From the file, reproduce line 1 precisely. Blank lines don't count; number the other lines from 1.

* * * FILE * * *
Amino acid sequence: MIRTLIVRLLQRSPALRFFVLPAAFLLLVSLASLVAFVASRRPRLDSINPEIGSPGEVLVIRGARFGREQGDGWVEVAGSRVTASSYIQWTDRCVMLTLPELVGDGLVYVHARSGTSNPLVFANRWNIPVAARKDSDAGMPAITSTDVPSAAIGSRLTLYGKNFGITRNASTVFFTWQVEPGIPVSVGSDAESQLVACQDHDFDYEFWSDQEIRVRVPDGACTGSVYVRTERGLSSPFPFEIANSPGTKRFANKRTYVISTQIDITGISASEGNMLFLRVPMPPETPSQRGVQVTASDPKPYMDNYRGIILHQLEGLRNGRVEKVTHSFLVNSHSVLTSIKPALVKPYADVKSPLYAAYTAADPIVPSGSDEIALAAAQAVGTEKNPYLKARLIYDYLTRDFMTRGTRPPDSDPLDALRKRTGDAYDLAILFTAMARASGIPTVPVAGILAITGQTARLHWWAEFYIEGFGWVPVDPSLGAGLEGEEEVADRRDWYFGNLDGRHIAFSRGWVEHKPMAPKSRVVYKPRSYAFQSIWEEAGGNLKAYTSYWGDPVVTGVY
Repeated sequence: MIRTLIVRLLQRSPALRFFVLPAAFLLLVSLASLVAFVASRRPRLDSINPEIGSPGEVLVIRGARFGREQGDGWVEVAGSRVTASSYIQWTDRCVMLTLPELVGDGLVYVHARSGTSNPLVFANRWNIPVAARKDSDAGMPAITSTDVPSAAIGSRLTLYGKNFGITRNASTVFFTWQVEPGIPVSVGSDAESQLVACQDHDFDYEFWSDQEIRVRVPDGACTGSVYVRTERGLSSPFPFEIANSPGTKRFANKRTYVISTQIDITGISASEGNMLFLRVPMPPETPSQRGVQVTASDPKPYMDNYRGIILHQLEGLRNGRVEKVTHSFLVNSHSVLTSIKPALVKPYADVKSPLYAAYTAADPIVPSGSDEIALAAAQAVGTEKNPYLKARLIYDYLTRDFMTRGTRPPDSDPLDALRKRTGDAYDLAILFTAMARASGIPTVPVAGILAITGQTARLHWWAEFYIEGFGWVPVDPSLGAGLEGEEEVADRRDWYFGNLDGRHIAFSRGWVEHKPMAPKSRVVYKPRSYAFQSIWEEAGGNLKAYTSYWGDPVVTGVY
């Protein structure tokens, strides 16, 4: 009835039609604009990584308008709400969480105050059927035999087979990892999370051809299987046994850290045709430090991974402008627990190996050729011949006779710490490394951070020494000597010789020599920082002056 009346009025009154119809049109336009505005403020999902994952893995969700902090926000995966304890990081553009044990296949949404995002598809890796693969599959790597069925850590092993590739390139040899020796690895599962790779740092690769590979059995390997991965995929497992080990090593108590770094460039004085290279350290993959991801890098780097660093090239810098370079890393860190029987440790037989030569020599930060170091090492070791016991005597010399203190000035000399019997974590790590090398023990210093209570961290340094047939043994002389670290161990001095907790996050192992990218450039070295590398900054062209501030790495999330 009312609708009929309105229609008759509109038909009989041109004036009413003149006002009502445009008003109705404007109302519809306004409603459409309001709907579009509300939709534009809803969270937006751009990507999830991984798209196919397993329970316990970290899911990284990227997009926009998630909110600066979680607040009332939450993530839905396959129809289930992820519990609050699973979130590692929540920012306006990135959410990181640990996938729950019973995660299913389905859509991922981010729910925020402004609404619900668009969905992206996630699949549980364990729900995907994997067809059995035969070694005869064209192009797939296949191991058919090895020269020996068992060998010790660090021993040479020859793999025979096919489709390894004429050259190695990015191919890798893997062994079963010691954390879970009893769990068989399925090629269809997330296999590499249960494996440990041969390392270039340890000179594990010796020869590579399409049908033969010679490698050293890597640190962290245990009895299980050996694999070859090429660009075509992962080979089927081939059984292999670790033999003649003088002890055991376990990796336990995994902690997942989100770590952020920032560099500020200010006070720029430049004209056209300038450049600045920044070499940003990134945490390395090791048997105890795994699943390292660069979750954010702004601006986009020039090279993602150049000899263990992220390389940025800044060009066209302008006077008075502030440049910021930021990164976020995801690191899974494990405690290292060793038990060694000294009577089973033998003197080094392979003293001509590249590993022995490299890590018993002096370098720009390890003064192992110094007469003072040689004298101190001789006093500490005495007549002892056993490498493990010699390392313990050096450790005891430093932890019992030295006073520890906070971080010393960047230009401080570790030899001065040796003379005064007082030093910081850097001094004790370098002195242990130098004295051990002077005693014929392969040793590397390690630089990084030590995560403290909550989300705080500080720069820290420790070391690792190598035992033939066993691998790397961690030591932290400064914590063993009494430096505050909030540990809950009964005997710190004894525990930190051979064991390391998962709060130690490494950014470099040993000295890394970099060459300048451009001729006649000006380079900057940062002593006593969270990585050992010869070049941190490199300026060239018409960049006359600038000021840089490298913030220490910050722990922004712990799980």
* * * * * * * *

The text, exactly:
Amino acid sequence: MIRTLIVRLLQRSPALRFFVLPAAFLLLVSLASLVAFVASRRPRLDSINPEIGSPGEVLVIRGARFGREQGDGWVEVAGSRVTASSYIQWTDRCVMLTLPELVGDGLVYVHARSGTSNPLVFANRWNIPVAARKDSDAGMPAITSTDVPSAAIGSRLTLYGKNFGITRNASTVFFTWQVEPGIPVSVGSDAESQLVACQDHDFDYEFWSDQEIRVRVPDGACTGSVYVRTERGLSSPFPFEIANSPGTKRFANKRTYVISTQIDITGISASEGNMLFLRVPMPPETPSQRGVQVTASDPKPYMDNYRGIILHQLEGLRNGRVEKVTHSFLVNSHSVLTSIKPALVKPYADVKSPLYAAYTAADPIVPSGSDEIALAAAQAVGTEKNPYLKARLIYDYLTRDFMTRGTRPPDSDPLDALRKRTGDAYDLAILFTAMARASGIPTVPVAGILAITGQTARLHWWAEFYIEGFGWVPVDPSLGAGLEGEEEVADRRDWYFGNLDGRHIAFSRGWVEHKPMAPKSRVVYKPRSYAFQSIWEEAGGNLKAYTSYWGDPVVTGVY